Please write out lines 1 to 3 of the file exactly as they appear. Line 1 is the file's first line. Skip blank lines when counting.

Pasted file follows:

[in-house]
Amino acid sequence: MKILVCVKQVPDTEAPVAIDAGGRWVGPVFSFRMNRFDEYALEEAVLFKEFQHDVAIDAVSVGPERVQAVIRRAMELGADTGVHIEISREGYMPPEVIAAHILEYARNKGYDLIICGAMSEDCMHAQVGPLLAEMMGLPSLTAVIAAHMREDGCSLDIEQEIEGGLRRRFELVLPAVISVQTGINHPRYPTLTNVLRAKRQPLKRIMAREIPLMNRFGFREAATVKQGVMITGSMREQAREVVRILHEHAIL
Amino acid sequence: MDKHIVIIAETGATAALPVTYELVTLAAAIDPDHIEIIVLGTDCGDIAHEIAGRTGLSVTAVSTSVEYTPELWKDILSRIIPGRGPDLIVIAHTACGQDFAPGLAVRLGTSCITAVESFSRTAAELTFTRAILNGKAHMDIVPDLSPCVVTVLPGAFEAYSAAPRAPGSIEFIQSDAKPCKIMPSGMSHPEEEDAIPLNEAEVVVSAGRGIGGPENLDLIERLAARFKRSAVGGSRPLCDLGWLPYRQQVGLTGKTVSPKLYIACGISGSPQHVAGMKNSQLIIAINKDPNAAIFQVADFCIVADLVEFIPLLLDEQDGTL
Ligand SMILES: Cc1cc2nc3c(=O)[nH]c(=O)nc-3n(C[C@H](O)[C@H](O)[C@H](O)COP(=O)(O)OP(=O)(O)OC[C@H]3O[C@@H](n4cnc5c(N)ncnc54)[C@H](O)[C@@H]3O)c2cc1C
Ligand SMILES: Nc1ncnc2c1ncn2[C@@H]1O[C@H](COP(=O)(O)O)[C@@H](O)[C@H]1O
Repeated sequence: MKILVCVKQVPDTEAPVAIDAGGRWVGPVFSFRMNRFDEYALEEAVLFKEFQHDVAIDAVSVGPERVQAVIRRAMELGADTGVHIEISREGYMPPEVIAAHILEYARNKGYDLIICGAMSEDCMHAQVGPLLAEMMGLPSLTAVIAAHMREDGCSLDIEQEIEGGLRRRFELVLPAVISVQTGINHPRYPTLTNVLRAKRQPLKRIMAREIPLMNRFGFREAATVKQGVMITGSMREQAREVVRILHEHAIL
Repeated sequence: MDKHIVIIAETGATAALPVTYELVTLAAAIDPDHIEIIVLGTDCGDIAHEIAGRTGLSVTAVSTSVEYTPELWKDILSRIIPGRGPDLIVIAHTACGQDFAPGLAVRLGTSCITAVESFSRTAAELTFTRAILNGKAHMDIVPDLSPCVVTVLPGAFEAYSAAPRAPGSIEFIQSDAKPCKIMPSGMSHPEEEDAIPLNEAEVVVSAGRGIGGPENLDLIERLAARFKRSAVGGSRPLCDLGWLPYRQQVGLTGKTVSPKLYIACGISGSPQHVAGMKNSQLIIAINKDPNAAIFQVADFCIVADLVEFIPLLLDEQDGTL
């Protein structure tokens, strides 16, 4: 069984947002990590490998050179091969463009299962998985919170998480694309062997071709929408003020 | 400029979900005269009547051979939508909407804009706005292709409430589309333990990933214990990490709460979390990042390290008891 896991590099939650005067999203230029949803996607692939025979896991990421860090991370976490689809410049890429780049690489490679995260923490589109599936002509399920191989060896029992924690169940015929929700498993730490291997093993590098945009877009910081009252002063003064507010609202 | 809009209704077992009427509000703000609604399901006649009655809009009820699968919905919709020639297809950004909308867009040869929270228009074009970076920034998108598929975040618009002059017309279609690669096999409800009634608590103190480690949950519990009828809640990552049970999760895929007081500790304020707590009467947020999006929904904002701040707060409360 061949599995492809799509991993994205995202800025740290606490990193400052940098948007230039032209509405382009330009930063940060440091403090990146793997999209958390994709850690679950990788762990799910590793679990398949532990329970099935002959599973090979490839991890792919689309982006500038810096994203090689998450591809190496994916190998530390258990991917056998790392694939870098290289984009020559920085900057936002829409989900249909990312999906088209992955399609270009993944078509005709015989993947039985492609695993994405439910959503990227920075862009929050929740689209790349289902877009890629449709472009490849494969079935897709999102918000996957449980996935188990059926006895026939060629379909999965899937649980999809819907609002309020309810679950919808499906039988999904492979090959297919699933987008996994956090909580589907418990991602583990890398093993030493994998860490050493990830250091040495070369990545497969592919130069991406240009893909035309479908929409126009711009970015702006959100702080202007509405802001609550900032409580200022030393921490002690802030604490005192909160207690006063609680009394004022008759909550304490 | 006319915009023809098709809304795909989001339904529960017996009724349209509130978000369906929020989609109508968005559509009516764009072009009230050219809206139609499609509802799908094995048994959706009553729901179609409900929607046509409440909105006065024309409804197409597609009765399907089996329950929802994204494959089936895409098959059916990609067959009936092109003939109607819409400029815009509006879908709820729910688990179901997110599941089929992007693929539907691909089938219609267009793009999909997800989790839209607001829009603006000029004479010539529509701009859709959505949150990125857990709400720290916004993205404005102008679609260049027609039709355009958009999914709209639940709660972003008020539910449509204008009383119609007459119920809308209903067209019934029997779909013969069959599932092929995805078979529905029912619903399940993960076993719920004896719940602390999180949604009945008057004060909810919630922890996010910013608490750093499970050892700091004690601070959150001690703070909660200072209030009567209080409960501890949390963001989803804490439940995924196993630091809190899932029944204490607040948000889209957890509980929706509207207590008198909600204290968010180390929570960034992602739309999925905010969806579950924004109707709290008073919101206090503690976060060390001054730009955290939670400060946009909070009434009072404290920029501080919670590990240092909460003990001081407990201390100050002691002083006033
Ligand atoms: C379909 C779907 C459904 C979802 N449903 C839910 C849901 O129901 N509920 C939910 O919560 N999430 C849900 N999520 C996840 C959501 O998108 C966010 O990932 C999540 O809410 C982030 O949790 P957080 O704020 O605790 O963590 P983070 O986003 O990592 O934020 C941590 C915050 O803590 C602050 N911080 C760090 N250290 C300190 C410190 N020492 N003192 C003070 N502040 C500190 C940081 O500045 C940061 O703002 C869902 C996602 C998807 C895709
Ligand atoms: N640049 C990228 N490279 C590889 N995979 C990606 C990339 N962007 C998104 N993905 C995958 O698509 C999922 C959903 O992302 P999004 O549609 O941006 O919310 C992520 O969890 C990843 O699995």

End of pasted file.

[in-house]
Amino acid sequence: MKILVCVKQVPDTEAPVAIDAGGRWVGPVFSFRMNRFDEYALEEAVLFKEFQHDVAIDAVSVGPERVQAVIRRAMELGADTGVHIEISREGYMPPEVIAAHILEYARNKGYDLIICGAMSEDCMHAQVGPLLAEMMGLPSLTAVIAAHMREDGCSLDIEQEIEGGLRRRFELVLPAVISVQTGINHPRYPTLTNVLRAKRQPLKRIMAREIPLMNRFGFREAATVKQGVMITGSMREQAREVVRILHEHAIL
Amino acid sequence: MDKHIVIIAETGATAALPVTYELVTLAAAIDPDHIEIIVLGTDCGDIAHEIAGRTGLSVTAVSTSVEYTPELWKDILSRIIPGRGPDLIVIAHTACGQDFAPGLAVRLGTSCITAVESFSRTAAELTFTRAILNGKAHMDIVPDLSPCVVTVLPGAFEAYSAAPRAPGSIEFIQSDAKPCKIMPSGMSHPEEEDAIPLNEAEVVVSAGRGIGGPENLDLIERLAARFKRSAVGGSRPLCDLGWLPYRQQVGLTGKTVSPKLYIACGISGSPQHVAGMKNSQLIIAINKDPNAAIFQVADFCIVADLVEFIPLLLDEQDGTL